HappYland Reconnoitred

The unstressed word-final -y vowel in General British pronunciation

(This has been very slightly adapted and corrected from the version which first appeared in 1990 in Studies in the Pronunciation of English (ed.) Susan Ramsaran. London: Routledge pp 159-67)

1. When An Introduction to the Pronunciation of English first appeared in 1962, Gimson observed at §7.10 (3) that for example 'in certain kinds of London and Australian English in unaccented final positions' /ɪ/ was 'sometimes replaced by' /i:/. It was only in his final revision of 1980 (pace Wells 1982: 258) that he substituted for that comment the remark that /ɪ/ is 'increasingly replaced in tbe speech of the younger generations by a short variety of' /i:/. Since vowels of unaccented syllables are naturally usually relatively short this was obviously a non-committal hint at the presence of a phonological distinction. The remark echoes one made by Jones (1932) about a set of vowels which often behave rhythmically like the word-final unaccented -y vowels. At §§470-72 of Jones (1932) 'shortened' was specified for unstressed occurrences of me, he, she and we. Ward (1929) had also remarked that 'some speakers' had a 'very short' /i:/ in the same very small group of words in unaccented syllables.

2. Although Gimson would no doubt not have questioned the phonetic substance of Jones's detailed accounts of the behaviour of these words, he preferred not to deal with them as Jones had. Gimson (1962) simply added after the phonemic transcriptions of such words as had strong forms with /i:/ and /u:/ a re-transcription in square brackets respectively [i] and [u] with no further comment. In Gimson (1975: 49) a minimal comment was supplied 'Often, however, the vowel, though shortened, remains tense'. Windsor Lewis (1976), a review of Gimson (1975), made a clumsy attempt to provoke him to comment on this phonological problem but he was not to be drawn. Part of its interest seems to be that, in traditional "RP", speakers had in miniature what was to become in the second half of the century the problem of the nature and phonological status of what Wells (1982) refers to as the happY vowel.

3. That prodigious storehouse of ideas and information on English pronunciation contains the fullest account so far of the development of the final -y vowel in modern British English. Among its comments (p. 165) are (i) to classify it among 'weak (unstressable) vowels occurring word-finally' whose 'phonemic identification with strong vowels will usually be debatable' and (ii) to say of its quality in his two 'reference accents' that 'Most RP, and conservative varieties of Gen Am, have [ɪ] for it.' This symbol perhaps calls for some clarification. Wells (1982) incorporates as p. xx the chart headed The International Phonetic Alphabet, in the form of a revision produced by Wells himself in 1979, which equates [ɪ] with /ɩ/. However, the rather close placing of [ɩ] on that chart should not be taken as its specific quality. It has not got such a defined quality in the way the cardinal vowels have but is to be understood as defined by the user. Wells (1982: 127) conveys his value for the symbol where the KIT vowel is described as 'an unrounded vocoid [ɪ], centralised from and somewhat closer than cardinal 2'. We shall also use [ɪ] with a half-close centralised value.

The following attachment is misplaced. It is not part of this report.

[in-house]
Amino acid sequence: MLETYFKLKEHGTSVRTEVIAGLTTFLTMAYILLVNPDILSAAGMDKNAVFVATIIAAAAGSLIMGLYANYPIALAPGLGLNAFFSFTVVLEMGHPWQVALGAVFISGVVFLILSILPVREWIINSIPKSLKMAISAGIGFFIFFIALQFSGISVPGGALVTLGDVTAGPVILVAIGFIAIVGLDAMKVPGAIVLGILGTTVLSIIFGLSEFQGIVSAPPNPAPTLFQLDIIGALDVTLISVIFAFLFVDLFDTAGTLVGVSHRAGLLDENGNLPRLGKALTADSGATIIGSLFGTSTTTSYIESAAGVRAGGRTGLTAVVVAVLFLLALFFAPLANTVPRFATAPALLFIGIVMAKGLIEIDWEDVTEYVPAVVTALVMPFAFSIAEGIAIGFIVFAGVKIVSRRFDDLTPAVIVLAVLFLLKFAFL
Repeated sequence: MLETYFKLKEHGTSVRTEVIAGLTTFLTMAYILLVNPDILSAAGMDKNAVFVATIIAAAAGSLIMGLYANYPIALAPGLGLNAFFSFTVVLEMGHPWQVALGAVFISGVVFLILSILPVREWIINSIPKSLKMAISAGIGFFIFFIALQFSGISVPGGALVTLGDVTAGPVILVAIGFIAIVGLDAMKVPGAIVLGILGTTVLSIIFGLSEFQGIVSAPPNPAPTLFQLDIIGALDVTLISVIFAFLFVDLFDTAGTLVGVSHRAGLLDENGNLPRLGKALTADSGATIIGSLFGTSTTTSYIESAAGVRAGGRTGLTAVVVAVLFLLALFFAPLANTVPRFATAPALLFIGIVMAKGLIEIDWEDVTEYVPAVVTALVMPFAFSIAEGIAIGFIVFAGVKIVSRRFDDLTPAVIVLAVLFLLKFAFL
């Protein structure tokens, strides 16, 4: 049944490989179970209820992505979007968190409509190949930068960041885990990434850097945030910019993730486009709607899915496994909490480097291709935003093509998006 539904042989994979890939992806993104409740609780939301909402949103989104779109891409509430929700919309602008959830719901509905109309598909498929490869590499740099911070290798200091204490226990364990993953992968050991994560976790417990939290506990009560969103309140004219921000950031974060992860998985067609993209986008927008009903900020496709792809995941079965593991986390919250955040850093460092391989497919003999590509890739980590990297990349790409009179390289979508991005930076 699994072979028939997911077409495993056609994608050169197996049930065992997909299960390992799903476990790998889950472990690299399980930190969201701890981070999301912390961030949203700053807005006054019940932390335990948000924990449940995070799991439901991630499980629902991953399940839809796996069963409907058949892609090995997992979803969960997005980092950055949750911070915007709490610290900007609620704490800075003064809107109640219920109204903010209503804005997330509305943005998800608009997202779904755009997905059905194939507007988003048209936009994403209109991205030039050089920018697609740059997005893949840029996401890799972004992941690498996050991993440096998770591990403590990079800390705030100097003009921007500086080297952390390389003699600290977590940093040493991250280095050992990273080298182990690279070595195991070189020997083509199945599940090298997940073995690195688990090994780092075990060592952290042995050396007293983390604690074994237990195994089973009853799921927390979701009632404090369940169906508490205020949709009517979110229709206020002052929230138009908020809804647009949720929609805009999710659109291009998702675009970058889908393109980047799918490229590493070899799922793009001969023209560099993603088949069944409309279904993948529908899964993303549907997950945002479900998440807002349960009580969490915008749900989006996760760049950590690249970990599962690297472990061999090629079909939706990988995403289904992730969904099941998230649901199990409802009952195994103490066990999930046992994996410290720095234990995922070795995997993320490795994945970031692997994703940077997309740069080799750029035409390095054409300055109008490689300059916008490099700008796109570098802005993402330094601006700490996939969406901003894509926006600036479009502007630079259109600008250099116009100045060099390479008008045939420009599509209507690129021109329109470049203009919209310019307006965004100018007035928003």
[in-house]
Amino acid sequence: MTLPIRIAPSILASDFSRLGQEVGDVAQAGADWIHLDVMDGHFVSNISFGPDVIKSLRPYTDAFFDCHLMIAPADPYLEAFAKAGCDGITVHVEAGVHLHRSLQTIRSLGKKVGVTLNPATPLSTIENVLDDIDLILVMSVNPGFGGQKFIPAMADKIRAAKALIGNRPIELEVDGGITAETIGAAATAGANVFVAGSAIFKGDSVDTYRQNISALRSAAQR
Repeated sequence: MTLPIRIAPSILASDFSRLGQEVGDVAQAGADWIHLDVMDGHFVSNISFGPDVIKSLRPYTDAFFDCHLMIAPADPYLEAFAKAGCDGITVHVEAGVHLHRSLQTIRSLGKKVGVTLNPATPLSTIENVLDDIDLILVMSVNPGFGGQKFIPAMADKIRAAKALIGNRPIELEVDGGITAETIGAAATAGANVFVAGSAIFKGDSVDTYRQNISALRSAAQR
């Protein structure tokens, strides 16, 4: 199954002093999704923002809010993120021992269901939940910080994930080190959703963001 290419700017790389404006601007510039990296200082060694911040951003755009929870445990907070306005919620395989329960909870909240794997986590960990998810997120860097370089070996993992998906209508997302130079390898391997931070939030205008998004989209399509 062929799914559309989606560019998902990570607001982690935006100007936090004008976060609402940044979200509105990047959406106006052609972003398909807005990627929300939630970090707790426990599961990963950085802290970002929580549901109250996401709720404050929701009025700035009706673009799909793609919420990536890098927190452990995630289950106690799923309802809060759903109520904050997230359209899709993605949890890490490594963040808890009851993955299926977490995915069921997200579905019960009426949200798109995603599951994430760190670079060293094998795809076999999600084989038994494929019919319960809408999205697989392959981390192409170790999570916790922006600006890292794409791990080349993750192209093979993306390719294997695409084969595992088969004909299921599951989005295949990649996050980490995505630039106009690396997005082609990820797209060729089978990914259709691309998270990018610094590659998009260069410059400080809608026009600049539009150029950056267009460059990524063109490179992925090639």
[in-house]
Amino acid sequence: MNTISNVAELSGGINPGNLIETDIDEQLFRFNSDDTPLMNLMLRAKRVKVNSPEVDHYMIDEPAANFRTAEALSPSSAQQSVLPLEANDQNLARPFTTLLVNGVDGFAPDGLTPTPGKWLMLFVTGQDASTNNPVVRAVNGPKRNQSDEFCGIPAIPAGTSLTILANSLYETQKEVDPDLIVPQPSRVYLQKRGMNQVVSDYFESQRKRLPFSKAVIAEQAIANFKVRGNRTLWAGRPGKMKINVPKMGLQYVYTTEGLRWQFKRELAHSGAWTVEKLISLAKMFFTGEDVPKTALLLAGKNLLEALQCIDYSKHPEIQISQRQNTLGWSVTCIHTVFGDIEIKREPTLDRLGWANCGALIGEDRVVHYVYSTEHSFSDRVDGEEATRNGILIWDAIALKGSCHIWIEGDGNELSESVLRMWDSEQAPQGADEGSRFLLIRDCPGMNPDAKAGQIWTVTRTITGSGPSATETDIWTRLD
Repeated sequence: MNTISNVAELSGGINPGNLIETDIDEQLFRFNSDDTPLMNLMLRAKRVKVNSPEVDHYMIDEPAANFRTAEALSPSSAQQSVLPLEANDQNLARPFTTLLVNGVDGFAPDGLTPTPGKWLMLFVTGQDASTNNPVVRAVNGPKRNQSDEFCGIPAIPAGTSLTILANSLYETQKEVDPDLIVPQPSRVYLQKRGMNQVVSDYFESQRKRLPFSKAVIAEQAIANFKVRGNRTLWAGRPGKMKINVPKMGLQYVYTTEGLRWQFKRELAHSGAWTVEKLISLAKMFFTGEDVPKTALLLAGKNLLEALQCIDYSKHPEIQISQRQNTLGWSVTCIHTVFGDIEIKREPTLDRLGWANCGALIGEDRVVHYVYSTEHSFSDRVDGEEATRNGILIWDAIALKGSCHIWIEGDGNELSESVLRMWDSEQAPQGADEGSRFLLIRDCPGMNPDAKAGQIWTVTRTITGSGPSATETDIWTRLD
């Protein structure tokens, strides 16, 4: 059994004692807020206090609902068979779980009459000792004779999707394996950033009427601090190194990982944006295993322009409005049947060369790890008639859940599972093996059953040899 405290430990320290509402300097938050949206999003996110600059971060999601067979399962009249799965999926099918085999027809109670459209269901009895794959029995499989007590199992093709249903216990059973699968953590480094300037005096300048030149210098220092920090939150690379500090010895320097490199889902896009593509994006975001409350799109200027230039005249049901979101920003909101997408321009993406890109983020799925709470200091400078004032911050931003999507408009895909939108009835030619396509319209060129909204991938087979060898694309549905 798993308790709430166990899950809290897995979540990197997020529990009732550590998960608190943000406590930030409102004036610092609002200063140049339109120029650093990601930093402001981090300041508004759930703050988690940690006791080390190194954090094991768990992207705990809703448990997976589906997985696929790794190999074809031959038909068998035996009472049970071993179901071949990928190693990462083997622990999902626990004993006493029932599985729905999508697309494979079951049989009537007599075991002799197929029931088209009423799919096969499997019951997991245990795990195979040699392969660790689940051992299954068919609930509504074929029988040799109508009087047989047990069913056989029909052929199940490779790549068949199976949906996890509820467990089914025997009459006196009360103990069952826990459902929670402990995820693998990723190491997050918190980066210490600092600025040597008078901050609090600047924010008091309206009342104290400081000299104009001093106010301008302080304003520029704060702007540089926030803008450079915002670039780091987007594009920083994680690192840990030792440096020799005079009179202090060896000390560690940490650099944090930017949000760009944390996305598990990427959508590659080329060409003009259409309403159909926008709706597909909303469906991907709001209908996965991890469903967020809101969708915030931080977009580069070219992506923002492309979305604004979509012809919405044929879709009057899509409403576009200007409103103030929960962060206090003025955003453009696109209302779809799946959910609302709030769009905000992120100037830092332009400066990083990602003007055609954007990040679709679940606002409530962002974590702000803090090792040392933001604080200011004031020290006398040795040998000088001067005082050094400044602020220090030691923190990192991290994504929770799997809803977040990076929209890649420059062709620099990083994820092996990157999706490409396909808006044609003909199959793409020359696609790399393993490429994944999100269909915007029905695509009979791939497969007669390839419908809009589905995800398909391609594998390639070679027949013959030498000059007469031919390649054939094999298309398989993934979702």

4. Wells (1982: 294) remarks that 'a word such as city may have two vowels virtually identical in quality and duration'. He continues with a reference to the only -y variants mentioned by Jones or Gimson as within "RP", ie opener ones, as 'approaching the quality of' DRESS and identifies them as sociologically conspicuous ("Upper-crust RP"). He then observes that it appears that recently RP may be beginning [my italics] to prefer a closer quality, adding that speakers of "adoptive RP no longer seem to regard ['hæpi], [sɪti] etc. as regionalisms which should be avoided in cultivated speech'. This comment one can endorse but at the same time noting that there has never been very much evidence that such pronunciations were noticed as provincialisms – certainly not of [i] as opposed to [i:] – and there have been plenty of elocutionary pundits over the last 200 years willing to issue lists of proscriptions, for example Walker (1791), Sheridan (1789), Ellis (1875). 

5. In order to be able to offer some rather more detailed comments on the types of -y value found in General British pronunciation, although admittedly the various types are gradiently rather than sharply divided, it will be convenient to discuss them under the following headings: (1) Traditional (2) Open (3) Russellian (4) Variable (5) Close and (6) Non-enclitic.

6. Speakers with the Traditional treatment of the -y vowel have matching vowel qualities in the two syllables of words like city and fifty and also in ones like cities and pitied (which will thus be homophonous with pitted). If they aim at strong contrast in a sentence like Not fifteen but fifty they are unlikely to give nuclear stress to the final -y but if so it will match the first vowel of the word. They make either no adjustment at all to a closer value before a rhythmically closely following vocoid or, if any, very little. Gimson belonged to this type as can be plainly detected by listening to the recording of Gimson (1975) with its many numbers above 19 of which only A68 tends to sound a little like A-6-D-8.